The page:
Little wonder then, that just before a general election, it has been politically expedient to shine the 'cover up spotlight' on a battered, bruised and demoralised police service.
Credible rape cases are failing to make it to court because of inconsistency and misinterpretation by police, the head of
Keir Starmer QC, the Director of Public Prosecutions, has revealed that the worst benefit cheats will now be jailed for up
Social media users beware: you cannot tweet with impunity. Social media has made publishing vastly easier, but it has not made publishing responsibility free. And while the law was caught sleeping, it is now clear: the criminal and civil can come after you and hold you to account. Ignorance is no defense. So take note.
The Director of Prosecutions has warned Nick Clegg not to block new snooping powers, it has been reported. Keir Starmer said
The DPP's plan to re-assess the reliability and credibility tests for young and vulnerable victims is much needed and will help to address the issue of taking child victims seriously. There will be less focus on the victims' credibility and more on the suspect and their pattern of behaviour.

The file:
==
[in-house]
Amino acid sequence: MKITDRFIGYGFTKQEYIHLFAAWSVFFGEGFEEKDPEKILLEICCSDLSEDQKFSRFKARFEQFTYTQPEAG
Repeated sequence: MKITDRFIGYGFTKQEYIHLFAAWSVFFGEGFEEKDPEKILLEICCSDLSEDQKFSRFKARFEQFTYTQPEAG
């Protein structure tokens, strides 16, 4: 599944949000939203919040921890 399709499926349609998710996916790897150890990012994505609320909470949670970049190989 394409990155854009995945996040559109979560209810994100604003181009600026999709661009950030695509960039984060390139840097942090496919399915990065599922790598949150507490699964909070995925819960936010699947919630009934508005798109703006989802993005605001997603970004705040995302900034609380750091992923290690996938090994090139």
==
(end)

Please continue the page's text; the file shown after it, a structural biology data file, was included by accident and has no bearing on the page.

Real time social media communications have utterly flattened and revolutionized the ways of the world. But with this incredible good has come a large measure of bad. The anonymous internet troll is now ubiquitous, the keyboard warrior is part of the daily rhythm and the anti-social social media user is common place.
It is perhaps worth remembering that the Communications Act was originally drafted in 1935, to protect telephone operator staff from abuse. Through various re-enactments its reach has extended from telephones to all those using the internet.
What started out as a peaceful protest, with the aim of calling for an end to the current poor economic and for democratic